The human papillomavirus (HPV) vaccine is not associated with an increase in risky sexual behaviors among adolescent girls. On the contrary, measures of sexual risk taking tended to decline after girls in British Columbia received the vaccine.


Publishing their findings in CMAJ (Canadian Medical Association Journal), researchers examined changes in behaviors among girls after the 2008 introduction in British Columbia of a publicly funded HPV vaccination program for girls in grades 6 and 9. Starting in 2011, the program narrowed its focus to grade 6 only.


“The HPV vaccine has proved to be a remarkably effective and safe vaccine,” the study’s lead author, Gina Ogilvie, MD, MSc, of the School of Population and Public Health at the University of British Columbia, said in a press release.“However, parents have expressed concern that the use of the HPV vaccine might promote or condone risky sexual behavior in adolescents.”

Ogilvie and her team analyzed data from the BC Adolescent Health Survey, a population-based survey of students in British Columbia in grades 7 through 12 conducted every five years. The researchers for the new study looked at data from the 2003, 2008 and 2014 surveys, which included responses from more than 300,000 girls.

The proportion of girls reporting ever having had sex declined from 21.3 percent in 2004 to 20.6 percent in 2008 and 18.3 percent in 2013. The proportion of girls reporting having had intercourse before age 14 declined between 2008 and 2018, and the percentage reporting condom use increased from 65.6 percent to 68.9 percent during this period.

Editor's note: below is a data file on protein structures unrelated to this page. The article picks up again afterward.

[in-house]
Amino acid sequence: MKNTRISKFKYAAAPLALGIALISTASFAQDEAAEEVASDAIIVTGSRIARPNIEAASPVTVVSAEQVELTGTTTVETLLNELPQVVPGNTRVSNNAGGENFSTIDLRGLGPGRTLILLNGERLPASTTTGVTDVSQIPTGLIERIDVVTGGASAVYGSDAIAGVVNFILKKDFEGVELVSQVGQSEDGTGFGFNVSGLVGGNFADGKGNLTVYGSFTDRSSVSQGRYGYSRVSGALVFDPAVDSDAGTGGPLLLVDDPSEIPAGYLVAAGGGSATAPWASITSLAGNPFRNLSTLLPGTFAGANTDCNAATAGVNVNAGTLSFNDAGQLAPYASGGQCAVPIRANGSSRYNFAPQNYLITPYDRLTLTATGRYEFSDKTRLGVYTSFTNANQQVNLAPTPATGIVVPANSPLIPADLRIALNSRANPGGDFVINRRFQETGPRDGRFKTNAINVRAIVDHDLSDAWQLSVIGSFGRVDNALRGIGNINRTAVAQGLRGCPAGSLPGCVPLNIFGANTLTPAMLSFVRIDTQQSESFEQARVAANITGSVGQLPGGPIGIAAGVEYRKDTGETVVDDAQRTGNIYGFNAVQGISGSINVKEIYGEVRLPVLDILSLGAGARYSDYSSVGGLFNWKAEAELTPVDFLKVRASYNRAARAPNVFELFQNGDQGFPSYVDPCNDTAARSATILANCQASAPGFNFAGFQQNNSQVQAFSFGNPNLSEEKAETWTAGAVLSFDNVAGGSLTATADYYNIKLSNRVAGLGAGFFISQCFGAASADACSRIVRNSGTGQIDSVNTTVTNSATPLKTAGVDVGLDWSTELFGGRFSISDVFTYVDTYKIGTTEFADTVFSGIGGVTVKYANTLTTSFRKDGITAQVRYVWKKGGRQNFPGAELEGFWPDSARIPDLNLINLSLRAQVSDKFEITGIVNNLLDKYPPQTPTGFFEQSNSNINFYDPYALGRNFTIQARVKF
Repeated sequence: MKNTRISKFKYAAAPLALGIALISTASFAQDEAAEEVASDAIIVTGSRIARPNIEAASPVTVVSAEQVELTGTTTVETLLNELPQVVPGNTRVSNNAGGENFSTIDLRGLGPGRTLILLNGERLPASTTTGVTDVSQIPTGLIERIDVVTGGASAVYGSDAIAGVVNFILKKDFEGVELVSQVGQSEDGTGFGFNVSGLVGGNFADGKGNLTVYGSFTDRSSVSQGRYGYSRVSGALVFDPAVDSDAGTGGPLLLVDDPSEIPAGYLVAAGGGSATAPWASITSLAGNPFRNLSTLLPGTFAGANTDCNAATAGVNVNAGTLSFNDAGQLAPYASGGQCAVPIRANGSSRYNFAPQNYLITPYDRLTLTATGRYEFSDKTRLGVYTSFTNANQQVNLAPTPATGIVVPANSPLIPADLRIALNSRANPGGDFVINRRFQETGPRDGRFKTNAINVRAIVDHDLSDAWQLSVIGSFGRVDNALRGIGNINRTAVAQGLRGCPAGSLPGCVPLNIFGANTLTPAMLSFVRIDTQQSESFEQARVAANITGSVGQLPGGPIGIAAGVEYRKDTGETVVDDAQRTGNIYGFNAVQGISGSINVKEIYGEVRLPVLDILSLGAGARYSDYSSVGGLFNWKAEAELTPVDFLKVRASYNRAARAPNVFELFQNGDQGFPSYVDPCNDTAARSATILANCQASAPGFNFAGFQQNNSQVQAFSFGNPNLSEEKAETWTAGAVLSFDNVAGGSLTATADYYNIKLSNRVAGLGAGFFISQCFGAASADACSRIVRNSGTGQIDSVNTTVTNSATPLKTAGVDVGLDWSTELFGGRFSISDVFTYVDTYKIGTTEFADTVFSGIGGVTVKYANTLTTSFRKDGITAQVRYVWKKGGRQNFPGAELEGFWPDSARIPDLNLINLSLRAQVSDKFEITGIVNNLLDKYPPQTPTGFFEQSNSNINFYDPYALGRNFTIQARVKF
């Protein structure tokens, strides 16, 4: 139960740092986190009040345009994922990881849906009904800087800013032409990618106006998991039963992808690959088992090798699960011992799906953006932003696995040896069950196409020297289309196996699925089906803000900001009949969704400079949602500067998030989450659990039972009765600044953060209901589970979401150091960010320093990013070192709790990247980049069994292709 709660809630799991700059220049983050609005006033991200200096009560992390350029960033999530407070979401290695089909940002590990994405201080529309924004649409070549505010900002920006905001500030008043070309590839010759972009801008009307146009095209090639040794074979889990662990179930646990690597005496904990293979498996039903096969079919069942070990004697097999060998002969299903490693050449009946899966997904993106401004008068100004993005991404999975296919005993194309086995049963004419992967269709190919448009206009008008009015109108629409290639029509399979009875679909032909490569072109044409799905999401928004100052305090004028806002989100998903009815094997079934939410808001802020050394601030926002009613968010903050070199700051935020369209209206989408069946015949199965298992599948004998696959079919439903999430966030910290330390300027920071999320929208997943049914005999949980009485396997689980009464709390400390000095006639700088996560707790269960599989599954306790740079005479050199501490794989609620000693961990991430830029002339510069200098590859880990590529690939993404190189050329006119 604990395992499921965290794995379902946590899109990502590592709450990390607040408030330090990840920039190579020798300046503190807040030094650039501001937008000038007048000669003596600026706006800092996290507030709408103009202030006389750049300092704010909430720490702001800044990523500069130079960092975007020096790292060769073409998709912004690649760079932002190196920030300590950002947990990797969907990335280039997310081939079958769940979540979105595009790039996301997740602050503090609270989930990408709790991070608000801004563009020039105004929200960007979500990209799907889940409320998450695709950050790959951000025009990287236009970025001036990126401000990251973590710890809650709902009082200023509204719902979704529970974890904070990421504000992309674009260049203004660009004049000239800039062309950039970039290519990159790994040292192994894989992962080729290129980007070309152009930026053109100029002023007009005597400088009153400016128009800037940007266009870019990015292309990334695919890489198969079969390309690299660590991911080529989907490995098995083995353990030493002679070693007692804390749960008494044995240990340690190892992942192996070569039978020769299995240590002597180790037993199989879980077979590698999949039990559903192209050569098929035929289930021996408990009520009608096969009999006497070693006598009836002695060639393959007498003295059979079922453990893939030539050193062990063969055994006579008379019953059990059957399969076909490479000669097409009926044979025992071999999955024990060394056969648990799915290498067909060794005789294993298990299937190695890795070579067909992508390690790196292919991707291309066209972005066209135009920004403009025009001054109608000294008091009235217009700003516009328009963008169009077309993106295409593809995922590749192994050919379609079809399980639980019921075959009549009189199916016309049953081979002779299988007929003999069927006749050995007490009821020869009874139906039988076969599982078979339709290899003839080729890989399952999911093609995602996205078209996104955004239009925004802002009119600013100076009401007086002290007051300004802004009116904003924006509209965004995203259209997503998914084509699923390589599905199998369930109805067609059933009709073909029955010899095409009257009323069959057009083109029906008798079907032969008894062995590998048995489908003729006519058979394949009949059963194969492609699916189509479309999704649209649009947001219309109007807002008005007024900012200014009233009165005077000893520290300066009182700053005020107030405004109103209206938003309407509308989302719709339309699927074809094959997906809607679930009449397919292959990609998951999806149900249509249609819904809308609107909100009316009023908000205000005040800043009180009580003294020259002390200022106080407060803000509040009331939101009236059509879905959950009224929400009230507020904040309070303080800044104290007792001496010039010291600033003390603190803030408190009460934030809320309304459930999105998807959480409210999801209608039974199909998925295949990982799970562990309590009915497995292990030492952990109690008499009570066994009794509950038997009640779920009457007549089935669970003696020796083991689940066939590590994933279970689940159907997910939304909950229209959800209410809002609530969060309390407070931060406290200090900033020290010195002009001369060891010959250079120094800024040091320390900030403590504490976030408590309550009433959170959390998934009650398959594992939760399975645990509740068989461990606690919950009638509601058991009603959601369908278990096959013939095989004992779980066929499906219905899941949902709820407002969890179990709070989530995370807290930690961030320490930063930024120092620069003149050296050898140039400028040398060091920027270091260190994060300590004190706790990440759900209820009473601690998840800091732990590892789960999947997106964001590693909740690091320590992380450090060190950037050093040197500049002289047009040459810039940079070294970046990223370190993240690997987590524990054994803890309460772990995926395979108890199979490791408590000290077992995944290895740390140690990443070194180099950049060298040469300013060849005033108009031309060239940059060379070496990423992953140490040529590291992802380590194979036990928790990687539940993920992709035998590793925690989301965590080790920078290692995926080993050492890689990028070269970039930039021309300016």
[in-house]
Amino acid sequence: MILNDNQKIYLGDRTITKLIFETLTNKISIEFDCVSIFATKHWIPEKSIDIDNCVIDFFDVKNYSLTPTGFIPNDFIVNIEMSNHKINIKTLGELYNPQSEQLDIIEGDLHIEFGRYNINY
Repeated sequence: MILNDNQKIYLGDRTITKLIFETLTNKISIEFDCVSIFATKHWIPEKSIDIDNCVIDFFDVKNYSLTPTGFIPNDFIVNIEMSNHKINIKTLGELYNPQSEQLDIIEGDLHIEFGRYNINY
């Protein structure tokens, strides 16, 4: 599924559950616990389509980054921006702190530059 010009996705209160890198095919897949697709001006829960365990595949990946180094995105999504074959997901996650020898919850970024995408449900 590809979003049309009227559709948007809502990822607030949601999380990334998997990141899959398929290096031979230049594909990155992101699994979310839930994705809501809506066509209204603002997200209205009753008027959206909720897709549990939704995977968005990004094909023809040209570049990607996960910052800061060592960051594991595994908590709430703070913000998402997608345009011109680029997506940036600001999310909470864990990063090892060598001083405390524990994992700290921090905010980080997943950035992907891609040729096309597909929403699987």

After adjusting the data to account for differences in age, the researchers found that after receiving the HPV vaccine, girls were 21 percent less likely to report having had sexual intercourse, 18 percent less likely to report having had intercourse before age 14, 31 percent less likely to report using substances before intercourse and 44 percent less likely to report having been pregnant. Additionally, after getting the vaccine, girls were 19 percent more likely to report using condoms and 43 percent more likely to report using birth control pills. The vaccine was not associated with any change in the proportion of girls reporting three or more partners in the last year.


To read a press release about the study, click here.


To read the study abstract, click here.